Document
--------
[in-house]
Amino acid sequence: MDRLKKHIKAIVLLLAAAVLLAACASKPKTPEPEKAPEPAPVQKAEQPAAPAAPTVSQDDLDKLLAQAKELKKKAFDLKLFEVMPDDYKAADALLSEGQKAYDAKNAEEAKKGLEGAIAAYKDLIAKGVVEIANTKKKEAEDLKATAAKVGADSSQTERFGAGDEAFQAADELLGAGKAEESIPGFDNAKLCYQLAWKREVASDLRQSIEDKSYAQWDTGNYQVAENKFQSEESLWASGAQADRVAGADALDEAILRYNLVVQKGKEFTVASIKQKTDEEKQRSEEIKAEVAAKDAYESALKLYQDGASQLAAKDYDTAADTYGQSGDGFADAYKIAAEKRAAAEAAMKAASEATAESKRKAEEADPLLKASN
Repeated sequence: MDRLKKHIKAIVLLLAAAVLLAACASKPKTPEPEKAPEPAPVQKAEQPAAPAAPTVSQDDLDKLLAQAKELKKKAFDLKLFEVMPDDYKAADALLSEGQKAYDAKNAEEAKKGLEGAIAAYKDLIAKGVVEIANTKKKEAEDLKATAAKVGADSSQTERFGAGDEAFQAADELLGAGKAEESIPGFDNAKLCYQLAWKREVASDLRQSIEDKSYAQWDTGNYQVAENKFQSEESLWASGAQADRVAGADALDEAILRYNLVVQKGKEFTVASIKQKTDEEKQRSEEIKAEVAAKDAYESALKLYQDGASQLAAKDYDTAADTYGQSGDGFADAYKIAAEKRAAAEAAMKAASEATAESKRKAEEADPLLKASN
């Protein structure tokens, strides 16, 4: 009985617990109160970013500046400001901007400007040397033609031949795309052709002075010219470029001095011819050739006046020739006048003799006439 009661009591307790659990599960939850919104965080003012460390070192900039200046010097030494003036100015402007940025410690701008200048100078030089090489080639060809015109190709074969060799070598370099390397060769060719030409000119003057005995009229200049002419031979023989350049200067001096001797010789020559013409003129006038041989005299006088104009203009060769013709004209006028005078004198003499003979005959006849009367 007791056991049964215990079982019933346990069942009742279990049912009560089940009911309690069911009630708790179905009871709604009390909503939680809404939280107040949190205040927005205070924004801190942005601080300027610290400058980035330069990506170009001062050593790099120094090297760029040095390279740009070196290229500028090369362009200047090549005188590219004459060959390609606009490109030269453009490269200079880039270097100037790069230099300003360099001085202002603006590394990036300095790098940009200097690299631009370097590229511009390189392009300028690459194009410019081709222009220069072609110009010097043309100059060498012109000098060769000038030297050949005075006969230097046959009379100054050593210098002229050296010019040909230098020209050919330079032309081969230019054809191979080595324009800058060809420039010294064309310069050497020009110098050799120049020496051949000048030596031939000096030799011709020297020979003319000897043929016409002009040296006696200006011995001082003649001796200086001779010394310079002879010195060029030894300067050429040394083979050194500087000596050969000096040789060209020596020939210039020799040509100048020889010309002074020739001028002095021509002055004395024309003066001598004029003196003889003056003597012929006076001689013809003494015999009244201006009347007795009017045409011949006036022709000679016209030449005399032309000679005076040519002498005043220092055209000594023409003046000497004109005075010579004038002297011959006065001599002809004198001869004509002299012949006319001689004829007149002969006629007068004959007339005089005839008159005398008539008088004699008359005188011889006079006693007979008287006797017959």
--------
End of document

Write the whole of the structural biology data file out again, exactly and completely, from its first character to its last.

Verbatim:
[in-house]
Amino acid sequence: MDRLKKHIKAIVLLLAAAVLLAACASKPKTPEPEKAPEPAPVQKAEQPAAPAAPTVSQDDLDKLLAQAKELKKKAFDLKLFEVMPDDYKAADALLSEGQKAYDAKNAEEAKKGLEGAIAAYKDLIAKGVVEIANTKKKEAEDLKATAAKVGADSSQTERFGAGDEAFQAADELLGAGKAEESIPGFDNAKLCYQLAWKREVASDLRQSIEDKSYAQWDTGNYQVAENKFQSEESLWASGAQADRVAGADALDEAILRYNLVVQKGKEFTVASIKQKTDEEKQRSEEIKAEVAAKDAYESALKLYQDGASQLAAKDYDTAADTYGQSGDGFADAYKIAAEKRAAAEAAMKAASEATAESKRKAEEADPLLKASN
Repeated sequence: MDRLKKHIKAIVLLLAAAVLLAACASKPKTPEPEKAPEPAPVQKAEQPAAPAAPTVSQDDLDKLLAQAKELKKKAFDLKLFEVMPDDYKAADALLSEGQKAYDAKNAEEAKKGLEGAIAAYKDLIAKGVVEIANTKKKEAEDLKATAAKVGADSSQTERFGAGDEAFQAADELLGAGKAEESIPGFDNAKLCYQLAWKREVASDLRQSIEDKSYAQWDTGNYQVAENKFQSEESLWASGAQADRVAGADALDEAILRYNLVVQKGKEFTVASIKQKTDEEKQRSEEIKAEVAAKDAYESALKLYQDGASQLAAKDYDTAADTYGQSGDGFADAYKIAAEKRAAAEAAMKAASEATAESKRKAEEADPLLKASN
């Protein structure tokens, strides 16, 4: 009985617990109160970013500046400001901007400007040397033609031949795309052709002075010219470029001095011819050739006046020739006048003799006439 009661009591307790659990599960939850919104965080003012460390070192900039200046010097030494003036100015402007940025410690701008200048100078030089090489080639060809015109190709074969060799070598370099390397060769060719030409000119003057005995009229200049002419031979023989350049200067001096001797010789020559013409003129006038041989005299006088104009203009060769013709004209006028005078004198003499003979005959006849009367 007791056991049964215990079982019933346990069942009742279990049912009560089940009911309690069911009630708790179905009871709604009390909503939680809404939280107040949190205040927005205070924004801190942005601080300027610290400058980035330069990506170009001062050593790099120094090297760029040095390279740009070196290229500028090369362009200047090549005188590219004459060959390609606009490109030269453009490269200079880039270097100037790069230099300003360099001085202002603006590394990036300095790098940009200097690299631009370097590229511009390189392009300028690459194009410019081709222009220069072609110009010097043309100059060498012109000098060769000038030297050949005075006969230097046959009379100054050593210098002229050296010019040909230098020209050919330079032309081969230019054809191979080595324009800058060809420039010294064309310069050497020009110098050799120049020496051949000048030596031939000096030799011709020297020979003319000897043929016409002009040296006696200006011995001082003649001796200086001779010394310079002879010195060029030894300067050429040394083979050194500087000596050969000096040789060209020596020939210039020799040509100048020889010309002074020739001028002095021509002055004395024309003066001598004029003196003889003056003597012929006076001689013809003494015999009244201006009347007795009017045409011949006036022709000679016209030449005399032309000679005076040519002498005043220092055209000594023409003046000497004109005075010579004038002297011959006065001599002809004198001869004509002299012949006319001689004829007149002969006629007068004959007339005089005839008159005398008539008088004699008359005188011889006079006693007979008287006797017959």